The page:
Recently, I threw out some ideas for how candidates could show that they have created serious alternatives to the Patient Protection and Affordable Care Act (PPACA). (Or, if they like PPACA: How they can show they have well-thought-out reasons for leaving PPACA alone.)
It seems as if certain candidates (Hillary Clinton) have a tendency to accuse opponents of proposing unrealistic health system change proposals.
On the one hand, in general, I think the biggest flaw in political candidates’ health policy proposals is that they tend to talk mainly about the nice, happy parts of their proposals, and, possibly, about the increases in taxes and penalties for billionaires. They tend to ignore the costs, regulatory burdens and limits on choice that might be imposed by their proposals.
Sanders loves to talk about providing Medicare for all. He doesn’t talk about the section of his old American Health Security Act bills in which he proposed handling budget overruns by adjusting physician reimbursement rates every quarter. Somehow, the quarterly physician pay cut mechanism is not the first thing he brings up when he’s campaigning.
On the other hand, candidates for office ought to have some room to paint themselves and their proposals in the best possible light.
Every possible proposal will come to life with known weaknesses, and surprises can capsize any possible plan.
One test for a proposal might be: If candidates describe their proposals in the most positive terms that any voter can stomach, do voters actually like those rose-colored glasses versions of the candidates’ health policy worlds?
On the third hand, some candidates may bring out what look like skimpy, unserious proposals because they are seriously skeptical about how much the government can or should do to fill health access gaps.
Some candidates might argue that government intervention in health care generally increases the cost of health care, decreases flexibility, or leads to financial pressures that reduce what consumers can spend on other things they like.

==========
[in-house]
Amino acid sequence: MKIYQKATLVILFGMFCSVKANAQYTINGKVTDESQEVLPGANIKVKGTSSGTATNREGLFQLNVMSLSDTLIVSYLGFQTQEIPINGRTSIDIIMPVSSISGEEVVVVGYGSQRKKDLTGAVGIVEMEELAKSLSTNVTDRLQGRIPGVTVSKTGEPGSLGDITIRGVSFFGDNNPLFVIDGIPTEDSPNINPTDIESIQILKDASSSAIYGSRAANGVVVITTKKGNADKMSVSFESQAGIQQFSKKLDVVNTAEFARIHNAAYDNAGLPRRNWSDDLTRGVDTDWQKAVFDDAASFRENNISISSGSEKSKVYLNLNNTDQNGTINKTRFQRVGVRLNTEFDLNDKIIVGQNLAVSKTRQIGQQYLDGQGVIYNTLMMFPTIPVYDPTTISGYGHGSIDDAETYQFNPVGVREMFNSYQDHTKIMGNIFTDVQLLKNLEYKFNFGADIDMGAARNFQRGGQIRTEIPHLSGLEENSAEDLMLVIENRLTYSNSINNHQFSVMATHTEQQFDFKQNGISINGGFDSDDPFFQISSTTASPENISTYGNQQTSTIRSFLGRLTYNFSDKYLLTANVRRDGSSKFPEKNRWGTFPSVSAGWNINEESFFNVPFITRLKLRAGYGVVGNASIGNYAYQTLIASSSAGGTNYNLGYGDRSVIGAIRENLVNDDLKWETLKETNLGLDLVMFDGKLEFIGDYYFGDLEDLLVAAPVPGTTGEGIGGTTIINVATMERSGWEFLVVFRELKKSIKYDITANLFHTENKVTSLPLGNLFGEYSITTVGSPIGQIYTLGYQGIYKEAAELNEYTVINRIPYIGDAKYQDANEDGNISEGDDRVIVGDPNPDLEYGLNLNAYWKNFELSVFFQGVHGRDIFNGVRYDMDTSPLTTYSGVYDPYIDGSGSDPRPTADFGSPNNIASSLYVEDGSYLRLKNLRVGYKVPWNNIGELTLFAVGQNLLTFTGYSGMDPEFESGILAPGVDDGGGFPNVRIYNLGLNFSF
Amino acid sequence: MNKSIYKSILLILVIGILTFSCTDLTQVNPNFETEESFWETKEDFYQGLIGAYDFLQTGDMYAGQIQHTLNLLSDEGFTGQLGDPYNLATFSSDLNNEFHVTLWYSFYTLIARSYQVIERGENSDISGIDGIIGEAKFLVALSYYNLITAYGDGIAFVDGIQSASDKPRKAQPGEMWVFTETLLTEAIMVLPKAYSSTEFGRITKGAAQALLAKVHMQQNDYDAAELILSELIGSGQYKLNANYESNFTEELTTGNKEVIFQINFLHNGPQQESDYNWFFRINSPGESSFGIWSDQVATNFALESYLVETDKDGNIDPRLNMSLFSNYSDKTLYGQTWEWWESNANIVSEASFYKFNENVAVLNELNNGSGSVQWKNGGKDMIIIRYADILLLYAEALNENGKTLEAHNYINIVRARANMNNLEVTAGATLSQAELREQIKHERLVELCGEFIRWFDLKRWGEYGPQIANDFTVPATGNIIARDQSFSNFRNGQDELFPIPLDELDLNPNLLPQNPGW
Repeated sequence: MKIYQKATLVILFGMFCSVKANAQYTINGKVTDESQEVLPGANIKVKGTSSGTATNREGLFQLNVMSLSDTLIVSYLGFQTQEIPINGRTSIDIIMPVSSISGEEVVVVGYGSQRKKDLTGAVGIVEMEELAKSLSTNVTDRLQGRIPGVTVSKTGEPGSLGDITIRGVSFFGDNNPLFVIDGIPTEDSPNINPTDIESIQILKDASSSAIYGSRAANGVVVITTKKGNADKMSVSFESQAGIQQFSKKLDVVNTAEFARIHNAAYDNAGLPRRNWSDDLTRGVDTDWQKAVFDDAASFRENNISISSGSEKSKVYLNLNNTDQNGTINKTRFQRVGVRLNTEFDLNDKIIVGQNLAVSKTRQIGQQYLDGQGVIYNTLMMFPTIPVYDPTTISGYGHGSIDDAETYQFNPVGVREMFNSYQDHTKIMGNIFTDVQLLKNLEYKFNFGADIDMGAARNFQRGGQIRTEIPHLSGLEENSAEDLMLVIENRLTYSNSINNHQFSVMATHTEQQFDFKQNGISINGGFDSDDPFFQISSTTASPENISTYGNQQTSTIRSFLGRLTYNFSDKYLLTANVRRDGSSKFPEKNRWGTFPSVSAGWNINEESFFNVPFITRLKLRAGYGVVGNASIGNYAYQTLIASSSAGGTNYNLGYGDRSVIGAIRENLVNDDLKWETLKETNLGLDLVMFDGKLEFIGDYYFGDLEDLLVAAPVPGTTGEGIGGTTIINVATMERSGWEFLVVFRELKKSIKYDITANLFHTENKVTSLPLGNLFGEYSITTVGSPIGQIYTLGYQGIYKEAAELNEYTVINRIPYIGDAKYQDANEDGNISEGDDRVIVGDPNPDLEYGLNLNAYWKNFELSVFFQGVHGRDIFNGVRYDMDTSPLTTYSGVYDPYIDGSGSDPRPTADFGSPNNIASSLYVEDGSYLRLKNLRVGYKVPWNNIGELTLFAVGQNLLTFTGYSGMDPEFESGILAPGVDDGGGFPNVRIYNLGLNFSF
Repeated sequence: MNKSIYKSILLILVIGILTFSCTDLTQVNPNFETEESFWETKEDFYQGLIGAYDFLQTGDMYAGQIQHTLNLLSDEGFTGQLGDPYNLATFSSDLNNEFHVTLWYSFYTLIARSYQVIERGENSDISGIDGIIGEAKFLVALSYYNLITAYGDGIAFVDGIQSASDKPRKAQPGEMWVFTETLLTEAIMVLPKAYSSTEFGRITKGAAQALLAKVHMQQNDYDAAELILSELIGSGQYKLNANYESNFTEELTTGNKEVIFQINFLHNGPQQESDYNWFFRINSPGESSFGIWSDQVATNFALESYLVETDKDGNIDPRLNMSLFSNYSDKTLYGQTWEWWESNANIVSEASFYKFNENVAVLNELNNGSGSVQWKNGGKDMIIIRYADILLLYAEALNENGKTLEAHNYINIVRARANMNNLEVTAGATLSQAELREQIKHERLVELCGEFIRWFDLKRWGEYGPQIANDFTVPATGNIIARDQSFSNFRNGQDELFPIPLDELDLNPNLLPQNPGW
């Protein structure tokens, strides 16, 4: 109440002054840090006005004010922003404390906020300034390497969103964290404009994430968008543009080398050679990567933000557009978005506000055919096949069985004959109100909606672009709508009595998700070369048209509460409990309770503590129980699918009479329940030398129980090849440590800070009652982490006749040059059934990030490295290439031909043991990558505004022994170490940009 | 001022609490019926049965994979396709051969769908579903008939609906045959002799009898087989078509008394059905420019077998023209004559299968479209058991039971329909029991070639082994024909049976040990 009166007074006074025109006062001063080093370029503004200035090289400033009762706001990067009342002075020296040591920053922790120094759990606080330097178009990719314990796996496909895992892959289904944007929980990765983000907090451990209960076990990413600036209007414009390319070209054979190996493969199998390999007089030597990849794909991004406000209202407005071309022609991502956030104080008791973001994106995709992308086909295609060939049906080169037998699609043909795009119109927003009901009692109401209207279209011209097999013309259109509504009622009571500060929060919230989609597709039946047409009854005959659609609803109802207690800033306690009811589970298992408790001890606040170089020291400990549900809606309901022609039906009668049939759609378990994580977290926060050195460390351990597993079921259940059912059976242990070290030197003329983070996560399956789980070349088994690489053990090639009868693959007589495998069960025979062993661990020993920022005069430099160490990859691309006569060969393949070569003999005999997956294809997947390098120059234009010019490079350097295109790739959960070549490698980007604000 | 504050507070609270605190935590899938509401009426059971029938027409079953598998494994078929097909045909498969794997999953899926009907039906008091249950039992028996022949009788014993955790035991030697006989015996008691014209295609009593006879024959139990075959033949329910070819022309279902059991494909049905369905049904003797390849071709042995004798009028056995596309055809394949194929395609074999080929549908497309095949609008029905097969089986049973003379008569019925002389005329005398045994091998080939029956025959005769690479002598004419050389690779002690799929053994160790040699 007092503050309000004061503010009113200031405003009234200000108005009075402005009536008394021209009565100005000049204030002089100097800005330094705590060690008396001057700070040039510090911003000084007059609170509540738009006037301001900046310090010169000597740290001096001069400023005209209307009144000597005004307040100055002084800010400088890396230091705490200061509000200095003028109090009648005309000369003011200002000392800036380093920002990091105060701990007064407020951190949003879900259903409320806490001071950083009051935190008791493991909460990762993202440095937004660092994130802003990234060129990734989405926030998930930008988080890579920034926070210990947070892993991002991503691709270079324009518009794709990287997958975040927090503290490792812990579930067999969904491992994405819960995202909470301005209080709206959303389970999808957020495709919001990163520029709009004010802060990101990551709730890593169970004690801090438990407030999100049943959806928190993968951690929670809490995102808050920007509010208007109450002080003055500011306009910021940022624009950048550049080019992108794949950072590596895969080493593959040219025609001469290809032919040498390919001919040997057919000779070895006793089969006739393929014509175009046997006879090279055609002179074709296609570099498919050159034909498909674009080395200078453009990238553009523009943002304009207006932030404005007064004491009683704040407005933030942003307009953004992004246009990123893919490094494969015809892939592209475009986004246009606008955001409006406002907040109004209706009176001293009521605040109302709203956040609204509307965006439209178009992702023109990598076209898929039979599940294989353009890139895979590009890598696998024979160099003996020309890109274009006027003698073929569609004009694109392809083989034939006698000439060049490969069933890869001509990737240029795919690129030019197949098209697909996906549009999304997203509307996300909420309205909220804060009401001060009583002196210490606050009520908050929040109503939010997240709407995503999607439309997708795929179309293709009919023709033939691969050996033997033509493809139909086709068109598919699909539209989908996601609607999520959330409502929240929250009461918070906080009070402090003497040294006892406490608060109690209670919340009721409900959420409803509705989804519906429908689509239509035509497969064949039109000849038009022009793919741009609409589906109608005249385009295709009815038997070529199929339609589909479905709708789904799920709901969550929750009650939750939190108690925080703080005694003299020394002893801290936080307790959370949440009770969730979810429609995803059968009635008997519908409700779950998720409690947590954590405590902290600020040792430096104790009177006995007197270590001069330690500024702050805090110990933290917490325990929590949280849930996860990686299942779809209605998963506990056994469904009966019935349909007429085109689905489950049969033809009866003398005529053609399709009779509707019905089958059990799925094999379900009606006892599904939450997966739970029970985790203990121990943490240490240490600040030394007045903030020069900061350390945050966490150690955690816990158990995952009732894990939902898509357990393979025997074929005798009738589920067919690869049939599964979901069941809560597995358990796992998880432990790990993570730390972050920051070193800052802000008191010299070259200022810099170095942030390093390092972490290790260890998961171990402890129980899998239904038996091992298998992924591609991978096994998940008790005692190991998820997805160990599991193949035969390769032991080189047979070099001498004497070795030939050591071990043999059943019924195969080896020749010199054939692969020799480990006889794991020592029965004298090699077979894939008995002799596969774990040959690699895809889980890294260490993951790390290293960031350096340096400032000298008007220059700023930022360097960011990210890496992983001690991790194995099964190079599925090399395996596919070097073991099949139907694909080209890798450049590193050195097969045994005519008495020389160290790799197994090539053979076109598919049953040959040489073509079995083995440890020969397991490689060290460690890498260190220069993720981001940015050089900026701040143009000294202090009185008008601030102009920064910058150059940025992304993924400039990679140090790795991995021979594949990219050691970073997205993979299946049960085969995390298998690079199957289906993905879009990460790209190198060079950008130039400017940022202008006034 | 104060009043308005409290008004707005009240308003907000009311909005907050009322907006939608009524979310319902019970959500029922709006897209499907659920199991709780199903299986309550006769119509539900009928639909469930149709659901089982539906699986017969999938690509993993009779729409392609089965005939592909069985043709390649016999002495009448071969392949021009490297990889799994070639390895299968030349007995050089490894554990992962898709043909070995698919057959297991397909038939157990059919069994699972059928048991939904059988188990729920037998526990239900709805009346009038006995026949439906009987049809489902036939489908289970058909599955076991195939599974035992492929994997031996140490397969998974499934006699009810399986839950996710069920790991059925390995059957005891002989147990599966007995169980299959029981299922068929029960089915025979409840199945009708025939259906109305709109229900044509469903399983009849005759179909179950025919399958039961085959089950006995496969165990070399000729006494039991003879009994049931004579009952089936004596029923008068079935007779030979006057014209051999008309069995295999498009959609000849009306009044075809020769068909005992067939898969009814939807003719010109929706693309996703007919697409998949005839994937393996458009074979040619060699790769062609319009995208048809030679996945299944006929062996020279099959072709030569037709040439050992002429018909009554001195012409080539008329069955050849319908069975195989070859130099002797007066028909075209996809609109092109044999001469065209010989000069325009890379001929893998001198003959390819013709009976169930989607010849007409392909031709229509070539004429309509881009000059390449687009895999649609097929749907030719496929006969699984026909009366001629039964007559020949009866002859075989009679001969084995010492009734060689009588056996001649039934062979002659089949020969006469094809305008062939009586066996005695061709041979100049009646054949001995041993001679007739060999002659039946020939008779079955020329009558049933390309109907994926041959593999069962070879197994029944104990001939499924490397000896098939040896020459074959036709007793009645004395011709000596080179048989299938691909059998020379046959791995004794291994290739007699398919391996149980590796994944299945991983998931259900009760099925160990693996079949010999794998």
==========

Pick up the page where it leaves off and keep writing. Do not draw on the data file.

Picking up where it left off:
If candidates have the guts to talk about their views on the limits of the government’s role in health care, this may sharply cut down on the amount of impact analysis they have to do to show that they’re serious.
If they think the percentage of people with health insurance is of no real concern to the federal government, why should they have to estimate how their proposals might affect the uninsured rate?
On the fourth hand, harsh, detailed scrutiny of health policy proposals is clearly a good thing.
Even the most ardent supporter of the goals and general design of the Patient Protection and Affordable Care Act (PPACA) might wish the legislation that created the law had gone through a longer, more orderly review process.
The preambles to some Internal Revenue Service (IRS) PPACA implementation regulations seem to convey, in regulatory code, “Please don’t blame us for these bizarre regulations. We’re just implementing what’s in the statute.”
On the fifth hand, candidates ought to show some humility in this area. The other candidates’ proposals may be absurd, but, chances are, there’s something absurd in their own proposals too.
A pure single-payer proposal is based on bizarre assumptions about the ethics and efficiency of the government.
A pure free-market proposal is based on bizarre assumptions about whether it’s OK to sometimes let broke patients die on the sidewalk in front of the hospital.
Every proposal in between is based on the Rube Goldberg gears and springs needed to keep the health care finance ball up in the air between those two opposing positions.
The strangest thing of all is that, somehow, much of the time, we muddle through and do get health care, in spite of how bizarre the effort to reconcile the need for health care with the difficulty of paying for health care often is.
Have you followed us on Facebook?